At next week’s Tokyo Motor Show Toyota will present a production-ready electric compact car that will be launched in Japan at the end of 2020. However, the still-unnamed car is not intended for export.
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In the corresponding press-release, Toyota describes the new model as an “ultra-compact battery-electric two-seater”. With a range of about 100 km, a top speed of 60 km/h and a very small turning circle. The car is designed for electric short-distance mobility in urban areas – and for the ageing population in Toyota’s home country.
“We want to create a mobility solution that can support Japan’s ageing society and provide freedom of movement to people at all stages of life,” said Akihiro Yanaka, Head of Development. “With the Ultra-compact BEV, we are proud to offer customers a vehicle that not only allows for greater autonomy but also requires less space, creates less noise and limits environmental impact.”
At the Tokyo Motor Show, the Japanese carmaker had repeatedly shown small all-electric concept cars, such as the i-Road, in the past. But so far none of the concepts have gone into series production.
In addition to sales to private individuals, Toyota also wants to investigate other applications for the two-seater – for example as a mobility service for municipalities that want to create “environmentally-friendly transportation options in urban or mountainous communities”. According to Toyota, the company has worked with more than 100 companies and authorities to date to illuminate new traffic models for ultra-compact electric cars.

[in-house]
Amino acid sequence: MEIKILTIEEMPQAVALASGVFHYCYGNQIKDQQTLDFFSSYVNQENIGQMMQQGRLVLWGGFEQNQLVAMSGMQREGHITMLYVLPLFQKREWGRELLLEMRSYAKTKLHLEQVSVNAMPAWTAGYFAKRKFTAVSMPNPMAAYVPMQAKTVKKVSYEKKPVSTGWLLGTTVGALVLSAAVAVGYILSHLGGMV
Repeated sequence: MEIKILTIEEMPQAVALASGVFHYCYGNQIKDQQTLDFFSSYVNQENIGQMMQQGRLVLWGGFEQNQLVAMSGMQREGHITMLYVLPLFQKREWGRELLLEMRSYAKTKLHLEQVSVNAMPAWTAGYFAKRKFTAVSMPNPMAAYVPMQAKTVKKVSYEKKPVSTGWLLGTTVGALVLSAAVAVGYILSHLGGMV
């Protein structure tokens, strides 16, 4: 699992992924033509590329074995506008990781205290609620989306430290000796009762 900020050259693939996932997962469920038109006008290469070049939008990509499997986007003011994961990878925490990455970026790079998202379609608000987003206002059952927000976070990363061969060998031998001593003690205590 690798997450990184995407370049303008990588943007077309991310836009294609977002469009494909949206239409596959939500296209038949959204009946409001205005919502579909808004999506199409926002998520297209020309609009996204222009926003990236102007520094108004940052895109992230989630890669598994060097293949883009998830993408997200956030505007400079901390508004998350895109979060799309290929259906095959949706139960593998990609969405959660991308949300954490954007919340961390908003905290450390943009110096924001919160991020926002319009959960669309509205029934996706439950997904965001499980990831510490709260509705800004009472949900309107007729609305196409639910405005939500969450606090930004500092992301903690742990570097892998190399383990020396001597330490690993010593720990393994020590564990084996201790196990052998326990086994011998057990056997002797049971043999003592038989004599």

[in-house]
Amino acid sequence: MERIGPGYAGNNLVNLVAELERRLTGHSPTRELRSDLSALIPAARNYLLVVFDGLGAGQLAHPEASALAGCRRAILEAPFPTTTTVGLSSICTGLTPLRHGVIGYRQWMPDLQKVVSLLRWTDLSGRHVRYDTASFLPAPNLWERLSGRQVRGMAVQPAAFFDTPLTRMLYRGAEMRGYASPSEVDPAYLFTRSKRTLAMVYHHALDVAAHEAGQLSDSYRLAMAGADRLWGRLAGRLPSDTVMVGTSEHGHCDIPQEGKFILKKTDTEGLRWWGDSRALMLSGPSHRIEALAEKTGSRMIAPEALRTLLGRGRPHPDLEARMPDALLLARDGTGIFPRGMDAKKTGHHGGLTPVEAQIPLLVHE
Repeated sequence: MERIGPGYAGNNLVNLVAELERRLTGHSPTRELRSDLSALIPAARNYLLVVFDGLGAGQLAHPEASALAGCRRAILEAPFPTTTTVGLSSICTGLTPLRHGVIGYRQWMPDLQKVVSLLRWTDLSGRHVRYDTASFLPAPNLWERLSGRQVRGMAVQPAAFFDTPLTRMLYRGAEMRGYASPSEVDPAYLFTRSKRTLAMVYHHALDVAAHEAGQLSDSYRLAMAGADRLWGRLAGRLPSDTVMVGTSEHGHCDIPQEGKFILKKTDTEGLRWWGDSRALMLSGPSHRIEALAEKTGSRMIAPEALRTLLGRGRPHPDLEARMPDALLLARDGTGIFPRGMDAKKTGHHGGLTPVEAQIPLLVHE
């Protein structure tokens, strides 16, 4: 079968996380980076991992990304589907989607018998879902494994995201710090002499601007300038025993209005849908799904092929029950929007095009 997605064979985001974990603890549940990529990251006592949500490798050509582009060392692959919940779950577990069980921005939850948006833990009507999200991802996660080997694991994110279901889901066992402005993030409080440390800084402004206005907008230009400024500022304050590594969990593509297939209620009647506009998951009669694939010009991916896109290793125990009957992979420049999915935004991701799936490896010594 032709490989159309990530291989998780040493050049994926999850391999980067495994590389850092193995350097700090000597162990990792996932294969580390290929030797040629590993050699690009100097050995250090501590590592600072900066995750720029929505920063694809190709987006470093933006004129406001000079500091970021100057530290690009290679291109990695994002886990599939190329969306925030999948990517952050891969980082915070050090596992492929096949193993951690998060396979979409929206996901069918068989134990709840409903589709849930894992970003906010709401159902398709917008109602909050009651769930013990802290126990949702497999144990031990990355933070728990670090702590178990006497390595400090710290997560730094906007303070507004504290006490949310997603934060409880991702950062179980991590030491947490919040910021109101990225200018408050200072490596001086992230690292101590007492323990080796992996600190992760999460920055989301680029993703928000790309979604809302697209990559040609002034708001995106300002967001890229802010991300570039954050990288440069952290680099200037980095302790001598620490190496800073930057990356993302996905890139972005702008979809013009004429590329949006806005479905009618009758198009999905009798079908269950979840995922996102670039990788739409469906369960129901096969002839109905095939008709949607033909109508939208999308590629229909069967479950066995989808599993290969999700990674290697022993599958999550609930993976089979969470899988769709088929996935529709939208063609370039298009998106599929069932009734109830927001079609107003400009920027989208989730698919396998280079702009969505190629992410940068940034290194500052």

With the planned sales premiere of the ultra-compact BEV, Toyota also intends to introduce a new business model “that aims to promote the wider adoption of battery electric vehicles in general”. These will be special leasing models designed to maximise the value of the battery at every stage, from production, through use in the car, to sale, re-use and recycling.
In addition to the small electric two-seater, Toyota will also present the second generation of the Mirai fuel cell car at the Tokyo Motor Show. Officially it is still a concept car, but the car on the new TNGA platform looks just about ready for series production on the photos published so far. The Japanese company will also be showing another concept car in the form of the LQ. The LQ is the next generation of the Toyota Concept-i, which was presented for the first time at CES 2017. The electric concept features Level 4 autonomous driving capabilities.
Update 10.02.2020: Now more details about the battery business model that Toyota wants to pursue in connection with the small electric car are emerging. As reported in the Nikkei Asian Review, Toyota apparently plans a standardized reusable battery with only about 8 kWh capacity, which should be easy for household use. A four-person household should be able to use the battery as an emergency power supply for around three days – in combination with solar panels, this should last correspondingly longer.
It looks like the battery will probably become part of a kind of leasing model: the vehicles themselves will be sold via leasing with fixed test dates for the battery, which will be replaced if necessary. What the service will cost has not yet been revealed.
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